If you can get past the skin-soft silicon, the oversexualised mouth, the transparent nightie and uncomfortably-separated thighs, Douglas Hines latest invention could offer some interesting insight into the way games interact with people.
But there’s no getting around the awkward facts of the former Bell Labs Artificial Intelligence researcher’s creations: Roxxxy and Rocky are a couple of talking, touch-sensitive, anatomically correct sex robots. The thing that separates them from their inflated and silicon brethren are their personalities, Hines says.
“What we’re trying to do here is replicate many emotional states,” Hines tells me. “Not just erotic, but also laughing, sleeping, you know, tired, all of those. You cannot create the intonations in a computer generated program to make it sound like somebody is tired, so we had to build a library of voice files that provide what is required to create the level of realism we are looking for.”
We’re at the annual AVN adult entertainment expo, standing in Hines’ booth which is tastefully decorated with lace curtains and battery-powered faux candles, there’s a couch. On it rests the crown jewel of Hines research efforts: Roxxxy. She was created with the help of folks who have a deep understanding of animatronics and have worked with the likes of Disney and the Muppets. Roxxxy was modelled after a New York art student and then amply “improved” by Hines and his team.
Both robots come with a set of five personalities, but Hines says that the key to Roxxxy and Rocky’s AI is the personality designed specifically for each customer. When a person buys one of the $US7000 to $US9000 bots they fill out a form listing their interests. It’s sort of like the application at a dating service, he says.
“Before you receive her you fill out a profile of what you like,” he said. “We have a patent around our AI methodology that uses a profile as part of the data input. With that information she then knows that you like soccer, that you like U2, that you like The Beatles. She is then able to interact with you on those topics.”
The robots come preloaded with recordings of the thousand most popular male names and the thousand most popular female names. If yours isn’t on the list they add it before shipping the bot out.
“She carries on conversations, they’re not in-depth Turner-class qualifying where you can think it’s a real person,” Hines said. “No, let’s be real.
“We tried our best to replicate a human interaction with as much conversational ability as possible with the physical attributes that people require.”
And Hines’ robots aren’t just being crafted for sex, there is also a line being developed as personality-driven companions for the elderly or people unable to leave their home.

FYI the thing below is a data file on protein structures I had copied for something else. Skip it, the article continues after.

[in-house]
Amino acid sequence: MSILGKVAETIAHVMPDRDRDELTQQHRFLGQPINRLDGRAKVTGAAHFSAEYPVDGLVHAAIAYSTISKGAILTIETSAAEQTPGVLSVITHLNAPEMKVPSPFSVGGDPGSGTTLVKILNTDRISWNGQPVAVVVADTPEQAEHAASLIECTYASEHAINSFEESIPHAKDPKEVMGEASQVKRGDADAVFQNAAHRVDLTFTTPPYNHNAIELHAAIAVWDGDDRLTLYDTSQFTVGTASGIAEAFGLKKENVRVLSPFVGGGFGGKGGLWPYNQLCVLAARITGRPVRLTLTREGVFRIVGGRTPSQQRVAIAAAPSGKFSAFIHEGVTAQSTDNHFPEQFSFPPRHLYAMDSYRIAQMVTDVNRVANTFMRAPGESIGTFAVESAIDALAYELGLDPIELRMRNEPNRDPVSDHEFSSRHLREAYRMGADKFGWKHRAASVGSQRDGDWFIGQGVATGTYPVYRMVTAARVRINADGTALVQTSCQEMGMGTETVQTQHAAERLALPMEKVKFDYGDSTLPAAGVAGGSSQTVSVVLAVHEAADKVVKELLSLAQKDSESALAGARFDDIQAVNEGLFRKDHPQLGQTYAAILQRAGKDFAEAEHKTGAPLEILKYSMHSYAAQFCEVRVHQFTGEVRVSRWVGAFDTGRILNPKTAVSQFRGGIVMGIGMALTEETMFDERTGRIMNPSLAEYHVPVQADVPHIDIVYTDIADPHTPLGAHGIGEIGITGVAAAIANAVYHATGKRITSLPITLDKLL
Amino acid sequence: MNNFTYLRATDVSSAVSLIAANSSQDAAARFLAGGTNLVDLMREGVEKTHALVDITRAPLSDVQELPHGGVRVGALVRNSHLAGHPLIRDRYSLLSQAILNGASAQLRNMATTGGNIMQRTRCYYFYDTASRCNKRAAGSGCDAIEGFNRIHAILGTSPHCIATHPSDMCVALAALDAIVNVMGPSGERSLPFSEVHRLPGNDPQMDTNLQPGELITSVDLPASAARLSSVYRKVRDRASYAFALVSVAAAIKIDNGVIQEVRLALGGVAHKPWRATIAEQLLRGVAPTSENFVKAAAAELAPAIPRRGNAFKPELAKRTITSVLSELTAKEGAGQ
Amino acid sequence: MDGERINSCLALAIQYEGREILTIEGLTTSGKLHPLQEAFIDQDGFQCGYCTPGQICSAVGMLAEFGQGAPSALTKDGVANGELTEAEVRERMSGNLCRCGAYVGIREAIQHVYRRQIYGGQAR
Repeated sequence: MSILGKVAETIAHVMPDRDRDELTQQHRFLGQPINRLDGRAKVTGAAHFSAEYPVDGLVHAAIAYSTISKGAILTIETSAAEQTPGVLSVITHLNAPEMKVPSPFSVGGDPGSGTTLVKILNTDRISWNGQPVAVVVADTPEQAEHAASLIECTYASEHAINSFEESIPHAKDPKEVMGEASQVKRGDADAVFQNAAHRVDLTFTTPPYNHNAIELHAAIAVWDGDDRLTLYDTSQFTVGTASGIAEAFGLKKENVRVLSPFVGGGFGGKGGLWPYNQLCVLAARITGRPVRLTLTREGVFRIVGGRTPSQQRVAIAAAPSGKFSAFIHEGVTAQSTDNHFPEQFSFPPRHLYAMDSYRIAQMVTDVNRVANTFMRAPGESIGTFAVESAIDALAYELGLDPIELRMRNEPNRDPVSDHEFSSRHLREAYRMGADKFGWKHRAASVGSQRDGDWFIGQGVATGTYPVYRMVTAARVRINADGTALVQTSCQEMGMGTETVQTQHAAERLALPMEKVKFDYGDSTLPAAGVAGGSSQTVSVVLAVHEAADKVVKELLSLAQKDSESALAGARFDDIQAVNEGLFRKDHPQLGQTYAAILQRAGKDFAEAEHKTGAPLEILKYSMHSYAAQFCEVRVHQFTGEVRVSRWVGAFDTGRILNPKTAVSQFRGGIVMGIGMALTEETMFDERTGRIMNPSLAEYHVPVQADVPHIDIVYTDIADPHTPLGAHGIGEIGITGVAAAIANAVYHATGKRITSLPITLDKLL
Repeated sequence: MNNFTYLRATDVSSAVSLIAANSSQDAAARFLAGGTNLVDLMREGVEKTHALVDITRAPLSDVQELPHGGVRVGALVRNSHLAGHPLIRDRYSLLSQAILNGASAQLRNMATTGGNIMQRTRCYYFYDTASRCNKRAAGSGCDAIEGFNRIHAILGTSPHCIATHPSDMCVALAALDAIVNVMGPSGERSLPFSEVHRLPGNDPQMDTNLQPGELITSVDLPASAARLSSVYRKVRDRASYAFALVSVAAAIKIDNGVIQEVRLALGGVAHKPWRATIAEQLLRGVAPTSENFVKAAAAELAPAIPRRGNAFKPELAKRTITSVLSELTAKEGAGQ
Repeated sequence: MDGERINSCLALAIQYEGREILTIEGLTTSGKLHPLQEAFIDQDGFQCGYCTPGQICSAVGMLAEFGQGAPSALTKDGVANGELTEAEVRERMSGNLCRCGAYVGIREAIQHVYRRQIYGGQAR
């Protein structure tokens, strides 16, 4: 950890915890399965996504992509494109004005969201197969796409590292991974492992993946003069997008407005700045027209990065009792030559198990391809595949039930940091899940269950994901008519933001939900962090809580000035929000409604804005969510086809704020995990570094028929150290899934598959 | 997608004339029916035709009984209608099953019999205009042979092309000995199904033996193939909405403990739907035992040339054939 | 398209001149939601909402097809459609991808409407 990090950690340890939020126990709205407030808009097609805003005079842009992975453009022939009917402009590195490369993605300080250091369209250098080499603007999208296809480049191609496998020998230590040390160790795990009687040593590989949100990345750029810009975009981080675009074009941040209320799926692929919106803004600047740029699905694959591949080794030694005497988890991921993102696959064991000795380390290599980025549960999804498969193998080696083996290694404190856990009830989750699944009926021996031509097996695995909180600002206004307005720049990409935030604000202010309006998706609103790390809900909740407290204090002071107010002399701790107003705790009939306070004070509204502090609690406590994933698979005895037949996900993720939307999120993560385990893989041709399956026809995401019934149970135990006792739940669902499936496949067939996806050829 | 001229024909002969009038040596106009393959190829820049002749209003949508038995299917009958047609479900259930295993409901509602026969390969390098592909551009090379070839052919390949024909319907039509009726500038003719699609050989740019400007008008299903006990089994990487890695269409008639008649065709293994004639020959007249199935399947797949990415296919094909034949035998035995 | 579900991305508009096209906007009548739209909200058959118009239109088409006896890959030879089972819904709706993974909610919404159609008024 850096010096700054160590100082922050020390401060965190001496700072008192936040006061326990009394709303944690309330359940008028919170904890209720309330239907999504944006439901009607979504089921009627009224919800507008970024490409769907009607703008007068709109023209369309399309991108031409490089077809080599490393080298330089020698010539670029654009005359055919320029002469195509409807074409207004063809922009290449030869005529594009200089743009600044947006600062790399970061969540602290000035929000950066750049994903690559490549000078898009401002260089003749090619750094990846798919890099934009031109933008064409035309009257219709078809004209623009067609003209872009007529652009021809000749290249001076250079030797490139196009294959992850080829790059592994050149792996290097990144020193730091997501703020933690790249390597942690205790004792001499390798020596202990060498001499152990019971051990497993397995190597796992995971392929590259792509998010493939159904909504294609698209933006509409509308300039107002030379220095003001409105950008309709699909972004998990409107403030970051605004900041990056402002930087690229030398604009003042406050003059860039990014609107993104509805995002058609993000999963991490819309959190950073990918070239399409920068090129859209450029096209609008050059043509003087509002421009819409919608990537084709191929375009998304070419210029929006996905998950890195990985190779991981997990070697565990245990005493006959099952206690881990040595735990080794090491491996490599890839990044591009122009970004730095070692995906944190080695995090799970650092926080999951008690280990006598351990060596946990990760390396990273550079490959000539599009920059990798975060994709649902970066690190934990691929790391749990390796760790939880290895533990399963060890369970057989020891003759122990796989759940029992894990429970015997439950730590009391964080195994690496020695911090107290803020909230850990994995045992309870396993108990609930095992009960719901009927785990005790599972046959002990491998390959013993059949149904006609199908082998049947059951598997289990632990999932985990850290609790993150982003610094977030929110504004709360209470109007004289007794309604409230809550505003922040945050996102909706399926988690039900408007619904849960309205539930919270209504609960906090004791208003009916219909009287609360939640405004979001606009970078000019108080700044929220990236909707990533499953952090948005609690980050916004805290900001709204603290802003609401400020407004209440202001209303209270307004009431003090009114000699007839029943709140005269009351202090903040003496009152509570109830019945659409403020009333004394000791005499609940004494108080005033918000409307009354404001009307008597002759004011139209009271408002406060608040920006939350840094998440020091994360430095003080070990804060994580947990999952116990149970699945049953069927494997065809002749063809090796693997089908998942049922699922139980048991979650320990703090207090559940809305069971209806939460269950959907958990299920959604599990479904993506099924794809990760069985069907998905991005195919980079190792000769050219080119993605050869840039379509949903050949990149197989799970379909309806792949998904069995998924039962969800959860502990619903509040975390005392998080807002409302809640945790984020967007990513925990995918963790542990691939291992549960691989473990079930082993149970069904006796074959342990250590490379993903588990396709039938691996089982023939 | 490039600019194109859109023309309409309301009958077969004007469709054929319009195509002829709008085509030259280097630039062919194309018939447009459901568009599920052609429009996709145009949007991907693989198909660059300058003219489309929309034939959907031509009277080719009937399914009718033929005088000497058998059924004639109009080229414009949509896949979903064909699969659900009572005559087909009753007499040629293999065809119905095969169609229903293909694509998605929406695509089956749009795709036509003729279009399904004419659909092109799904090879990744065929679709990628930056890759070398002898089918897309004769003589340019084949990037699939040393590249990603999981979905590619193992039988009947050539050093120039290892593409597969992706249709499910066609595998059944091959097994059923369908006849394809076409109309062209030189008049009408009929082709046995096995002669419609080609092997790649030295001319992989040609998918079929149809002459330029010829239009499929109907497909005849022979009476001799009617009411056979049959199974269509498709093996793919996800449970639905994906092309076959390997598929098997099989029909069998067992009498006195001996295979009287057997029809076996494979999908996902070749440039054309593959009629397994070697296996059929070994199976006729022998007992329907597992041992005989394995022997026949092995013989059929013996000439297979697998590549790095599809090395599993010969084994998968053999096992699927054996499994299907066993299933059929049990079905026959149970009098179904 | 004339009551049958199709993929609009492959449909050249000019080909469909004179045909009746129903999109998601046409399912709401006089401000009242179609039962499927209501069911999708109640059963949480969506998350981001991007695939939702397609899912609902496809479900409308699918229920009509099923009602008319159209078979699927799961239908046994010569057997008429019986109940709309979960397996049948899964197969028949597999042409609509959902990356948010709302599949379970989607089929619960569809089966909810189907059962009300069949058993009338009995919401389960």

“We actually have another product for elder care,” Hines said. “If she was able to talk with a loved one at home, a father, mother that is housebound, that is pretty cool. Everyone is working, everyone is busy and sometimes we feel bad that we can’t be with our loved ones to help them. This product will help us fill that gap.”
The third product that Hines and his company, True Companion, are working on is a bit of a secret. But it’s tied to video games.
“I don’t want to let the cat out of the bag, but there is actually something we are doing with a very big gaming company around her, a way of interaction,” Hines tells me. “I don’t know when they are going to make it public. It will probably be under True Companion’s banner, it’s really exciting.”
Hines guesses that the news will hit in the second quarter of the year.
“A lot of the virtual worlds are really cool, a lot of great work is being done there,” he said, hinting that the product will bridge the gap between online friends and someone you can game with side-by-side. “We are actually collaborating with a few of those companies. That’s exciting and we are looking forward to adopting their best practices and they’re looking at what we’re doing because we’re kind of where the rubber hits the road… literally.”
Hines enthusiasm for the real-life potential of artificial intelligence seems to keep him oblivious to his surroundings. The tiny booth and its sex robot are sandwiched between the prostitutes of The Mustang Ranch cavorting on a saddle strapped to a saw horse, and a tanned, bleach-blond man hawking the latest in 3D pornography.
Occasionally curious men roam into the booth to inspect Roxxxy. Hines seems perturbed when they touch her.
“Don’t mess with the head or hair, everything else is fine,” he shouts at a man posing with his robot for a photo.
Roxxxy’s arm, soft to the touch, is underlaid with what feels to be a steel skeleton. Hines interrupts our interview to explain to a man fondling the doll that she comes in either a hard or soft body. Hines says he likes the hard because it lasts longer. He then suggests that the man explore her anatomy. Roxxxy, packed with all of that trademarked artificial intelligence, silently looks on, mouth slightly agape.